allows them to develop their understanding of themselves and the world. The qualities we ought to instill in learners include: curiosity, collaboration and creativity. Curiosity, because it’s the spark that turns us into lifelong learners—essential in a fast changing world; collaboration because knowing how to bring out the best in others and work in team environments is such a big part of realising our own potential; and creativity because that it is an act that puts these amazing supercomputers between our ears to work in ways that inspire ourselves and others.

 

 

Mindful learning

The challenge of re-imagining schooling is not about changing structures but mindsets. This was the theme of my keynote address at the ACE National Conference in Adelaide recently.  It is time for a new professional maturity.  Let me be clear that professional maturity is the courage to think differently, respond creatively and to act boldly against a dominant and outdated educational narrative.

There have been two books this year that have influenced my thinking on how we think more mindfully about learning and teaching.  The first is Carol Dweck’s Mindset.  The other is Ellen Langer’s ‘The Power of Mindful Learning‘.  Langer is Professor of Psychology at Harvard University and has devoted much of her career to the theory of mindfulness.

Like Dweck, Langer stresses that myths and mindsets about education undermine the process of learning.  The desire by educators to personalise learning isn’t a new concept but Langer suggests a new approach – teaching students how to make meaning of content themselves.

Langer talks about enabling students to draw their own distinctions and to frame learning in such a way as to see more than one answer or angle.  When students are able to contextualise material it allows them to ‘create working definitions that are continually revised.’   In her experiments over the years, Langer has found that when information is presented as ‘could be’ rather than ‘is’, it immediately opens up the possibility of seeing things from different perspectives or more mindfully.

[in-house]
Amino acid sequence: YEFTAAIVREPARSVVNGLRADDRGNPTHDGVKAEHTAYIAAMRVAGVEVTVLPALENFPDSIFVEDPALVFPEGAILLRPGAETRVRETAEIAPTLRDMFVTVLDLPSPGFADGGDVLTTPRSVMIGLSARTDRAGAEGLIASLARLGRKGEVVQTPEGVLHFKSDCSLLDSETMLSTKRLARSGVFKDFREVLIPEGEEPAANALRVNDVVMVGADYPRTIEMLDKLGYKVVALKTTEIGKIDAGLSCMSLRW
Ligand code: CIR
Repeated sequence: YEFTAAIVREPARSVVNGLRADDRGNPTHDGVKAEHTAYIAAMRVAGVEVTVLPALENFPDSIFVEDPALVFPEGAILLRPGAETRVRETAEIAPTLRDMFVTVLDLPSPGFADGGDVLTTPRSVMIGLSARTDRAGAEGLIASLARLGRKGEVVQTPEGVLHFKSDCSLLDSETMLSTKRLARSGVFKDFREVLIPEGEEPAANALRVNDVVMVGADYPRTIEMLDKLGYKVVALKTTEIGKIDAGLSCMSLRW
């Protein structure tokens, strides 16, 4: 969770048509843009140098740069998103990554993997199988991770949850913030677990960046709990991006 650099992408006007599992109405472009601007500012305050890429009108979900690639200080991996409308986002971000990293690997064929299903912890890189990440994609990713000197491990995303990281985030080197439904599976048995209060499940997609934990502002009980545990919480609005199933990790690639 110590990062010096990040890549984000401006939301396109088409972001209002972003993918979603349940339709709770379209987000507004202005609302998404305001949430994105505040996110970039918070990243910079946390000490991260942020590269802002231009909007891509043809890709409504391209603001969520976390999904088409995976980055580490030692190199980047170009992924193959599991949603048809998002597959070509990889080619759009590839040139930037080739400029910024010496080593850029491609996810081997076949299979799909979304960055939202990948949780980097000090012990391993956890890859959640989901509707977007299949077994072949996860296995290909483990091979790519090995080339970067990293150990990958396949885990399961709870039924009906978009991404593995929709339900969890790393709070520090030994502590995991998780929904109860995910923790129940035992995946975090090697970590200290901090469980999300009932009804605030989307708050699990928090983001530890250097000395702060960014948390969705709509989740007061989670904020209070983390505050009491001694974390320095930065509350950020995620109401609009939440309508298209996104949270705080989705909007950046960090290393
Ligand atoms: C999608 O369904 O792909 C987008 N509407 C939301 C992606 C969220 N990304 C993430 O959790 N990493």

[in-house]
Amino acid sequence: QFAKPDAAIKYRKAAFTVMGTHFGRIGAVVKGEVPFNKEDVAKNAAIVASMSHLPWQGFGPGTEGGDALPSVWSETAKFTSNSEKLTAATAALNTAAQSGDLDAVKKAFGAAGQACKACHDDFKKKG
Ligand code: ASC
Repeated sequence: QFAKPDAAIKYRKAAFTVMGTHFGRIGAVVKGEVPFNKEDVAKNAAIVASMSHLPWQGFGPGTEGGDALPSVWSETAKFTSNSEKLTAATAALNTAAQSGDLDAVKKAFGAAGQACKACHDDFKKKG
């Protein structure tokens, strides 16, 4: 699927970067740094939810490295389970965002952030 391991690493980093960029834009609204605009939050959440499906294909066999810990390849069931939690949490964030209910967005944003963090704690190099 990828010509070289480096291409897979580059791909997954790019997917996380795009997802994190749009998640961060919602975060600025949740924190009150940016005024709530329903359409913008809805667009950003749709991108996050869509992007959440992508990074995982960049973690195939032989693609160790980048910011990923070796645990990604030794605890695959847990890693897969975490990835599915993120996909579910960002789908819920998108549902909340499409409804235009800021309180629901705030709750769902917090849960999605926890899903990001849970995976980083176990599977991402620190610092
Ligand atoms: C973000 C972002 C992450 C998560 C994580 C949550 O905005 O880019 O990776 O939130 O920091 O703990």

Reflecting on her own teaching practice, Langer says we should see that every inadequate answer a student gives is often an adequate answer when viewed in another context.  Langer writes:

If we respect students’ abilities to define their own experiences, to generate their own hypotheses, and to discover new ways of categorizing the world, we might not be so quick to evaluate the adequacy of their answers. We might, instead, begin listening to their questions.  Out of the questions of students come some of the most creative ideas and discoveries.   All answers come out of the question.  If we pay attention to our questions, we increase the power of mindful learning.

DaliOften when I hear educators talk about the challenges of learning and teaching, they begin with ‘The reality is…….’.  As Langer shows, the reality is one perspective or one way of looking at the issue.  This notion is wonderfully illustrated by Salvador Dali in his painting The Persistence of Memory which challenges our concept of time.  There are as Dali depicts, multiple realities and many ways of seeing what ‘could be’ if we begin to view things differently – more mindfully.

The imperative we have to deliver a more relevant and personalised learning experience for all students demands that we think and respond differently.  John Hattie encourages teachers and leaders to adopt new mind frames.  He says these must ‘pervade our thinking about teaching and learning, because it is these ways of viewing our world that then lead to the optimal decisions for the particular contexts in which we work.’

Mindful learning must begin with mindful teaching.  And the challenge of re-imagining schooling begins not with what is but what could be.